ADDIS ABABA – Nearly 70 Ethiopian youth have successfully completed the Coding School in Addis Ababa, delivered by ThinkYoung and Boeing.
The students aged 10-17 were the first batch to attend the Coding School that the pair launched last week, in partnership with Ethiopian Airlines.
The initiative is designed to equip young individuals and teachers in Ethiopia with the necessary skills for better employment opportunities.
As part of the program, ThinkYoung and Boeing connected the students with the tech industry and aviation professionals and trained participants in programming, robotics, and drone technologies.
One of the alumni of the coding school, 11- year old Fikir Gedion said it was a fun experience of learning basic skills for coding.
“The program has enabled me to gain a better understanding and practical knowledge of programming, robotics, and drones,” Fikir said. “I had a lot of fun and would like to continue learning to code”.
The ThinkYoung Coding School was created in the summer of 2016 in Brussels at a time youth unemployment in Europe was at a record high despite 1 million vacant jobs in the IT industry. The problem was the lack of the required STEM skills sought after by the industry.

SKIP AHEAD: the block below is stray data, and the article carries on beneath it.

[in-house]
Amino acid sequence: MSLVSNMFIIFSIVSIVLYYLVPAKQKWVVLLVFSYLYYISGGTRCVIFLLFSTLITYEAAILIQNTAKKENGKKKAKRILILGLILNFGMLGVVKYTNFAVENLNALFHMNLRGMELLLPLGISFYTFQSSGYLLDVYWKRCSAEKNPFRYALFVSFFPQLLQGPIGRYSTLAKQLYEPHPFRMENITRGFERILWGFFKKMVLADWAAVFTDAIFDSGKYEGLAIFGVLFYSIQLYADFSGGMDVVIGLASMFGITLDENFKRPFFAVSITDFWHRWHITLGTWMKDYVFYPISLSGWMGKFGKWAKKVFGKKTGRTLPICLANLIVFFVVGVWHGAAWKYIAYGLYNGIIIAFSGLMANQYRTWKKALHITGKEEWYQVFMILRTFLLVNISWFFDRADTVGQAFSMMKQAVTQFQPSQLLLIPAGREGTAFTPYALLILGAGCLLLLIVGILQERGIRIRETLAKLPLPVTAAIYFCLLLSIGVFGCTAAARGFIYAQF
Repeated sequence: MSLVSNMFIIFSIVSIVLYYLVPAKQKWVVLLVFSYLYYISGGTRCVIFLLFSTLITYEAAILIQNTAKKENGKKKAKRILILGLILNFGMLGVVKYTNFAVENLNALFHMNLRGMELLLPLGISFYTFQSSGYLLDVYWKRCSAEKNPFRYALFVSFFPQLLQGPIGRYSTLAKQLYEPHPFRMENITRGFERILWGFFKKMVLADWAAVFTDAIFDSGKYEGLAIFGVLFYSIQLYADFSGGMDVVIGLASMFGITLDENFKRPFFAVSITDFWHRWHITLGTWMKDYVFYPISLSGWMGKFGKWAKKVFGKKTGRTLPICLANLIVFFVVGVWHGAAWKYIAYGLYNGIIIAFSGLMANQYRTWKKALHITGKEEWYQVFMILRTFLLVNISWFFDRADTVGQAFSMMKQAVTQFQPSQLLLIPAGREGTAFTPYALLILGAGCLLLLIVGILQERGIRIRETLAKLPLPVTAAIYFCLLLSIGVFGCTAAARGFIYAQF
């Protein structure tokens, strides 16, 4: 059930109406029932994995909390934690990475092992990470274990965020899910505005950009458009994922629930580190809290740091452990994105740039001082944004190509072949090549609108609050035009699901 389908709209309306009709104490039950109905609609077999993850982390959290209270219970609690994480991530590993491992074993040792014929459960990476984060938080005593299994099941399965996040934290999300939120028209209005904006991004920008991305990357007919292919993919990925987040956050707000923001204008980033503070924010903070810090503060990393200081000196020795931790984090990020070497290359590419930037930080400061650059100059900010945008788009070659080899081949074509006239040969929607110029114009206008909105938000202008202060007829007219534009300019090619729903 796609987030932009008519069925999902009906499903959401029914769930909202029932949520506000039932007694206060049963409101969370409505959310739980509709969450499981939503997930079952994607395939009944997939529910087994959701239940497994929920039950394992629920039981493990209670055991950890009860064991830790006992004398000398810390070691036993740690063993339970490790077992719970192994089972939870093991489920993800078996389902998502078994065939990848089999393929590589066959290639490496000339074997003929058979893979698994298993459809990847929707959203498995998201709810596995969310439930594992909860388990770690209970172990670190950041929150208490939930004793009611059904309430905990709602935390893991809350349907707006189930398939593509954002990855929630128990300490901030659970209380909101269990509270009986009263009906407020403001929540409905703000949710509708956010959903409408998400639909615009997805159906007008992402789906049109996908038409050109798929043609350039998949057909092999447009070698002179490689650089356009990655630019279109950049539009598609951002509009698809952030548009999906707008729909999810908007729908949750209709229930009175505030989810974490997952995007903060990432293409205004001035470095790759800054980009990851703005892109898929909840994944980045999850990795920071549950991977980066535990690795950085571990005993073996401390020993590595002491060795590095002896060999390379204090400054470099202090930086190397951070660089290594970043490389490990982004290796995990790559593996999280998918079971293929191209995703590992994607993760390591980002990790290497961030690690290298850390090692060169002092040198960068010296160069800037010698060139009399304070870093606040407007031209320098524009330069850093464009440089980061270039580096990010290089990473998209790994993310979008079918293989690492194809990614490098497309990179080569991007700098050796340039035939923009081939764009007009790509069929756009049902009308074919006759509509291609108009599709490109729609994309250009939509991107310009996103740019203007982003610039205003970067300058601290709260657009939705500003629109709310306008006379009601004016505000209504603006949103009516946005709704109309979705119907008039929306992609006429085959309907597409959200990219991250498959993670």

Similar challenges recently emerged in Africa as several startup hubs began to sprout across the continent. In Ethiopia, iCog-Lab, an Artificial Intelligence lab is running an “Anyone Can Code” initiative to teach children how to code and prepare them for future opportunities in tech.
In today’s tech-focused world, coding is just as important as writing or calculus, ThinkYoung states while explaining its effort to empower the youth globally.
Its Founder Andrea Gerosa said, “We were thrilled to partner with Boeing for the 20th edition of ThinkYoung Coding School,” in Ethiopia.
It is expected to be an important enabler in achieving Ethiopia’s goal of equipping 70% of its population with essential digital skills.
“Together with our partners, we can unlock Ethiopia’s true potential and solidify its current leadership position, while strengthening the African aviation industry for future generations,” said Kuljit Ghata-Aura, Boeing President in the Middle East and Africa.
The Coding Schools have also expanded to Kenya and Rwanda. About 600 African students have so far participated in the program, with around 200 of them in 2023. By design, more than 60% of them are girls.
By breaking stigmas, the program provides them with role models, early exposure to computer science, and a supportive environment, per the organisers.
“Combined, our joint programs have empowered over 1400 teenagers globally,” said Gerosa. “Our collaboration continues to grow.”
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